Was it difficult to take charge of an unconstrained bond fund after running a portfolio of mostly U.S. Treasuries and corporate bonds?
It is challenging. A manager of an unconstrained fund not only has more choices, but has to accept more risk. The unconstrained universe was born six or seven years ago from the idea that interest rates would bottom at some point, and bonds no longer would provide a decent return; in fact, returns might be negative.
From conception, these funds were relatively neutral, duration-wise. To the extent that duration is minimized, a greater emphasis must be put on other elements of return, including credit, volatility, currency, and liquidity.
What do you emphasize in Janus Unconstrained?
I begin with the premise that money returns nothing at the moment. There’s an old song that goes “Nothing from nothing…
“…leaves nothing.”
That’s right. The song is about a relationship, not money, but the fund is positioned with that in mind. If you start at zero and aim to deliver a 4% or 5% annual return, you’ve got to lever your assets to some extent.
The positions in the fund are primarily volatility-related, because volatility has the lowest amount of risk, relative to return, of the elements I mentioned.
Years of easing by central banks mean that interest rates in most of the developed world will fluctuate narrowly. That offers an opportunity to sell volatility to create return. If you bought a 10-year Treasury bond today and nothing changed, you would get a 1.9% yield. If you bought a seven-year German Bund, you’d get zero. If, however, you sold a three-month call or three-month put on that same Treasury with a 20-basis-point [hundredths of a percentage point] variation—in other words, the yield stayed in the range of 1.7%-2.1% for three months—the trade would produce an annual return of 6%, as opposed to 1.9%.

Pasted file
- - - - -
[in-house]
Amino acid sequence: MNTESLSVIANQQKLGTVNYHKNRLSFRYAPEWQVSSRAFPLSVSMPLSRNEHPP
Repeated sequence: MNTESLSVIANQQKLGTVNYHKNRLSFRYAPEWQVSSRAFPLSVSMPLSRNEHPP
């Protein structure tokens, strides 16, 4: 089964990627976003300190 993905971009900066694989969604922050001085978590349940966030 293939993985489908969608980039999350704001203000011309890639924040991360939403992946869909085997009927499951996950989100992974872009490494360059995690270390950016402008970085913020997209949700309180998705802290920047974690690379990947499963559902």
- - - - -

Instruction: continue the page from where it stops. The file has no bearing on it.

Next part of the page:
The risk is that interest rates will go up or down by more than 20 basis points over a three-month period. But my premise is that central bankers will do anything possible to contain interest-rate fluctuations. The sale of volatility is producing the predominant amount of return in my fund.
How is the fund structured?
If you make a pie, you have the crust and the filling. The crust in a $1.3 billion fund is 12- to 18-month corporate bonds and notes, triple-B rated—hopefully, with no credit sinkholes—that yield about 2%. That’s where all the cash goes. If you start your pie with a 2% yield, you aim to get to 5% with a derivatives-based filling, much like the options I just discussed. You do it by assuming credit risk or selling credit risk, buying or selling volatility, taking mild currency positions, or buying or selling liquidity.
The Securities and Exchange Commission is seeking to regulate the use of derivatives in mutual funds. Wouldn’t that pose a risk for you?
The SEC is challenging mutual funds in a number of areas. Leverage in Janus Unconstrained has averaged about 150%. As I understand it, that is within regulators’ potential guidelines, but we’ll see.
You have taken central bankers to task for impotence and ignorance, among other sins. In particular, you have written that Fed Chair Janet Yellen and others are ignorant of the harm done by their policies “to a classical economic model that has driven prosperity.” Just what did you mean, and what sorts of dangers do we face?
The Federal Reserve was created in 1913. President Nixon took the U.S. off the gold standard in 1971. For the past 40-plus years, central banks have been able to print as much money as they wanted, and they have.
When I started at Pimco in 1971, the amount of credit outstanding in the U.S., including mortgages, business debt, and government debt, was $1 trillion. Now it’s $58 trillion. Credit growth, at least in its earlier stages, can be very productive. For all the faults of Fannie Mae and Freddie Mac, the securitization of mortgages lowered interest rates and enabled people to buy homes. But when credit reaches the point of satiation, it doesn’t do what it did before.
Think of the old Monty Python movie, The Meaning of Life. A grotesque, rotund guy keeps eating to demonstrate the negatives of gluttony, and finally is offered one last thing, a “wafer-thin mint.” He swallows it and explodes. It’s pretty funny. Is our financial system, with $58 trillion of credit, to the point of a wafer-thin mint? Probably not. But we’re to the point where every bite is less and less fulfilling. Even though credit isn’t being created as rapidly as in the past, it doesn’t do what it did before.
Central banks believe that the historical model of raising interest rates to dampen inflation and lowering rates to invigorate the economy is still a functional model. The experience of the past five years, and maybe the past 15 or 20 in Japan, has shown this isn’t the case.